Friday, December 21, 2018

Opinions, FAQ's, and the Art of Growing the Age of Sigmar Community

There has been a lot of banter online lately about the game we all know and love, Age of Sigmar.  It is great to see the community being active and passionate about whatever aspect of the game they feel the most connection towards.  Some people really care about the competitive balance of the game, while others focus on keeping a strong narrative presence in the rules.  Others, like myself, find their joy and focus on having a large and positive community and the recent talks seem to split people and it can seem concerning, but we are all coming from the same perspective of growing our game.  In this madness that can be online debates and discussions, it is important to not just be a passive player and accept one person's thoughts as your own.  Listening to everyone and forming your own opinion is key to reaching the goal we are all after.  A strong and healthy community set around the game of Age of Sigmar.

I see no issue with people across the community offering their thoughts and opinions as long as it is constructive and, for the most part, it does seem to be the case.  Humans are very unique and we all have our own lens in which we view our world and sometimes this lens can be a glass half full and sometimes it is a glass half empty.  Neither is wrong and neither is right and it is important to not simply lock yourself to one side or another.

We all have opinions and it is easy to get very attached to our opinions, but doing this only creates an impassable divide as when you become emotional and attached in such a way that your opinion is the only correct answer.  Take your opinion with you while you listen to others opinions on the subject.  Take others ideas and use it to critique your opinions and see how they stand up to that critique.   It is how we grow and not become stagnant and bogged down in pointless arguments about toy soldiers.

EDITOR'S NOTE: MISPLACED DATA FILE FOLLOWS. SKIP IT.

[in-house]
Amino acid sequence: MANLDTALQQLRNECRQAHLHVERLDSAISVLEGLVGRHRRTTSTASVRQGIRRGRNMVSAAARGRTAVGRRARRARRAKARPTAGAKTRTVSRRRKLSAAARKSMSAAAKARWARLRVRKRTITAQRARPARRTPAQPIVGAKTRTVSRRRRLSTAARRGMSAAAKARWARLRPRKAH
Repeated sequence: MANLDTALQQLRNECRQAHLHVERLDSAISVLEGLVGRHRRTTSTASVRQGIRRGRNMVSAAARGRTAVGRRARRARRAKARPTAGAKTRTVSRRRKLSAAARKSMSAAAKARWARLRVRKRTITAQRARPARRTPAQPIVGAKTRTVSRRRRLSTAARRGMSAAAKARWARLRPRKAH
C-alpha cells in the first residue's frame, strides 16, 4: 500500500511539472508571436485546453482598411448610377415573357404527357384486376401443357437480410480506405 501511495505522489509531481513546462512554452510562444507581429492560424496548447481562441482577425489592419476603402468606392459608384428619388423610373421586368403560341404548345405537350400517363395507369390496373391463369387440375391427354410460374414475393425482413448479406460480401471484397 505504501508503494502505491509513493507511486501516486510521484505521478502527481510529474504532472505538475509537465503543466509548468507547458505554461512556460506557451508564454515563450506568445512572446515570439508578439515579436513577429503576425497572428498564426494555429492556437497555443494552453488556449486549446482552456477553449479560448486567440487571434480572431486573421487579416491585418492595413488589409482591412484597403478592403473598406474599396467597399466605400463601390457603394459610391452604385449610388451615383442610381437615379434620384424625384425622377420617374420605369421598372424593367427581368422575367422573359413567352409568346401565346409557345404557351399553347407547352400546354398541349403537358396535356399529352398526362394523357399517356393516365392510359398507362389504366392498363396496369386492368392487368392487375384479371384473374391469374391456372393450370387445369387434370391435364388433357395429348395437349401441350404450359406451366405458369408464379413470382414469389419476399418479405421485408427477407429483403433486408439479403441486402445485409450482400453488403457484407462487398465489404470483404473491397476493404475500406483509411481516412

I won't lie that I very much look at the good in every situation.  It is my nature and it is not going to change anytime soon.  When I look at faqs and other updates to the game I love I always see it as a step towards the goal of having a solid set of working rules.  Even when something might look like a misstep to me I remind myself that even failure is another step toward the goal.  Whether you agree or disagree with how I view the world it is good to remember it is only one viewpoint and there are thousands of other viewpoints and that are all just as valid as mine.  There is more than one way to reach our goals and limiting ourselves to our own opinions is a disservice to yourself while also creating potential divides.  Sometimes we do need to plant our flag in the sand, but it does not mean we ignore others opinions while believing in our own.

I know this post is going a bit all over the place, but my goal has always been to see this community grow together and become stronger as the years continue on and I feel this goal is being reached, but the more we begin to draw lines in the sand the harder this goal becomes and to see divides form is disheartening as we are all after the same thing in the end.  We all love Age of Sigmar and we all want to have fun playing it with one another be it through telling a story, sharing our hobby, or by playing to our highest competitive level.  The next time Twitter or another part of social media ignites with heated debates I hope to see it remain constructive and ideas being presented to help both parties understand one another while reaching toward that unified goal we all share.  Put yourself in the others shoes and remember the lens they use to view the world is different, but even if you do not agree with their view there is likely a small bit of truth from what they present.  Take it in and use it to form your own opinion and prevent needless divides in our community.  Only together with all our different lenses will we be able to continue to grow and strengthen our Age of Sigmar Community.

Happy Holidays and Happy Hobbying,

Chuck Moore